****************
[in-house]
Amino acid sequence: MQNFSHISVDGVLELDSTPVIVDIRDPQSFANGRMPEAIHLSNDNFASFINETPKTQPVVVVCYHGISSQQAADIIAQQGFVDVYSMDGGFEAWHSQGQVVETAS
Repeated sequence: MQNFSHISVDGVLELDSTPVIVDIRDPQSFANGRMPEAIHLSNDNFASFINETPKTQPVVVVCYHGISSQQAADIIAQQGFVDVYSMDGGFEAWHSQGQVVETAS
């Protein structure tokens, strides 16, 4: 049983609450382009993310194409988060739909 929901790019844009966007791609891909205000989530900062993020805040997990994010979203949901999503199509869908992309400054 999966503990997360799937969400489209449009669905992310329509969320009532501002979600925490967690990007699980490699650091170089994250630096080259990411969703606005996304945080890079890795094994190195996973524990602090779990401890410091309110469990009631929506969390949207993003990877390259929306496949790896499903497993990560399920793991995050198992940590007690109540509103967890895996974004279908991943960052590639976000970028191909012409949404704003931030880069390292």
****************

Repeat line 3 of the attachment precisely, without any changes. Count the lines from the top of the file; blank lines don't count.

Repeated sequence: MQNFSHISVDGVLELDSTPVIVDIRDPQSFANGRMPEAIHLSNDNFASFINETPKTQPVVVVCYHGISSQQAADIIAQQGFVDVYSMDGGFEAWHSQGQVVETAS